known in English as African redwood, hagenia, in Amharic as kosso. It is a tree up to 20 m in height, with a short trunk, thick branches, and thick, peeling bark. In Ethiopia the dried female flowers are traditionally used as an anthelmintic remedy, especially for tapeworm. Hagenia abyssinica is a good source of firewood, charcoal for furniture, poles, flooring, carving and cabinet. It is also used for erosion control, Trees are employed in soil-conservation activities, shade or shelter. It is suitable for planting in amenity areas.

Khat (Catha edulis)

a rapidly expanding perennial crop in the Ethiopian highlands. The leaves of the crop are used for their stimulating effect. Khat production is rapidly replacing cereal production and to some extent coffee production.
Khat is chewed for a stimulating effect that is similar to that of amphetamine. The habit of khat consumption is a deeply rooted social and cultural tradition in Yemen, Ethiopia, Somalia, and Djibouti. Khat consumption can produce alleviation of fatigue, promote excitation, increase confidence, and suppress sleep and hunger. Like coffee and other beverages, khat plays an important role in the social life of people in most parts of Ethiopia.

Abyssinian rose (Rosa abyssinica)

found only in Arabia, Ethiopia, Somalia and the Sudan. This rose is common in upland dry evergreen forests and margins or clearings of forests, in bushland and dry grasslands. It is also found near houses and on river banks. Its edible fruits, high in vitamins, are regularly eaten in times of food shortages. The berries also are used to fight tapeworm in humans.

Paintbrush lily (Scadoxus puniceus)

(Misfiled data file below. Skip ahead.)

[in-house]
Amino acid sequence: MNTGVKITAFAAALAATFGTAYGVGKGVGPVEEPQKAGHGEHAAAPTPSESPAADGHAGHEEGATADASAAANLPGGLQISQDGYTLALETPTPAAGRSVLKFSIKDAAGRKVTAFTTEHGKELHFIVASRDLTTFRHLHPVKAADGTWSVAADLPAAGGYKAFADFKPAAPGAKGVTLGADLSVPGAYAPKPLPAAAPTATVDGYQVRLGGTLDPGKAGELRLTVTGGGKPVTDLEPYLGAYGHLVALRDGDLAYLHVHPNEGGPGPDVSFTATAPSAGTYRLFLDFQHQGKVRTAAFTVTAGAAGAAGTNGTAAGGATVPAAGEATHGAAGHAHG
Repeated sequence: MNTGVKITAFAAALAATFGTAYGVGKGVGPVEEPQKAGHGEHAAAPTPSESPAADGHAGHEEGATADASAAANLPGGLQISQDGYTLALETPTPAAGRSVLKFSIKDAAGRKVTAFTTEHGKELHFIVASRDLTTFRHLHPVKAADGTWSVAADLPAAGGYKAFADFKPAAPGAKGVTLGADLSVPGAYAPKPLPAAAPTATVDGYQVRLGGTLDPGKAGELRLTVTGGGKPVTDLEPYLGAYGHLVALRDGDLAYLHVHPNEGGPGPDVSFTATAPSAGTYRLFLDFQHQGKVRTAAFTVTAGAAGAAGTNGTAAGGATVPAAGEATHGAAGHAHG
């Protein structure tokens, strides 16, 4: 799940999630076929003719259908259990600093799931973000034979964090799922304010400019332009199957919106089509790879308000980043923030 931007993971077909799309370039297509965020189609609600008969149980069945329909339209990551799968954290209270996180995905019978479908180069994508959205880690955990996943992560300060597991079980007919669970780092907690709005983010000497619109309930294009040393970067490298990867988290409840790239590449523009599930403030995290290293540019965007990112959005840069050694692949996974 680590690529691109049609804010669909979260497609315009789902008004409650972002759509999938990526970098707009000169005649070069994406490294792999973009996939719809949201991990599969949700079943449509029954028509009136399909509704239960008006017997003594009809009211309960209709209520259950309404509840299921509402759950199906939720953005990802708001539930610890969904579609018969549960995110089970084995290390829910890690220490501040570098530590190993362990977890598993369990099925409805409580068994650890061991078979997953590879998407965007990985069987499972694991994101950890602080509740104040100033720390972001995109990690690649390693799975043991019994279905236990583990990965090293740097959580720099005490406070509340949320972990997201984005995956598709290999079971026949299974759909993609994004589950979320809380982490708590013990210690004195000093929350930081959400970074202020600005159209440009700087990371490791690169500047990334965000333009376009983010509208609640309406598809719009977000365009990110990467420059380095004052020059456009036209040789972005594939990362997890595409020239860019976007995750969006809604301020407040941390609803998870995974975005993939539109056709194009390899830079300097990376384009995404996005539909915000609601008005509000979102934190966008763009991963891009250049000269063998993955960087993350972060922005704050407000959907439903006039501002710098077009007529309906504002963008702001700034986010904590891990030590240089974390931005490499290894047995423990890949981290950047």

is a species of bulbous plant. It is native to much of southern and eastern Africa: Ethiopia, Sudan, Tanzania, Malawi, Mozambique, Zambia, Zimbabwe, Botswana… Scadoxus puniceus can be found in cool, shady habitat such as ravines and forests, where it is often found in moist leaf litter. Other common names include snake lily, royal paintbrush, African blood lily.

Spathodea campanulata 

is commonly known as the African tuliptree. The tree grows between 7–25 m tall and is native to tropical dry forests of Africa. This tree is planted extensively as an ornamental tree throughout the tropics and is much appreciated for its very showy reddish-orange or crimson (rarely yellow), campanulate flowers.

Teff (Eragrostis abyssinica)

 is an annual cereal grass belonging to the family of the Poaceae. The name teff is thought to originate from the Amharic word teffa, which means “lost”. This probably refers to its tiny seeds, which have a diameter smaller than 1 mm. Teff is mainly cultivated in Ethiopia and Eritrea, where it originates. It is one of the most important staple crops in these two countries, where it is used to make injera.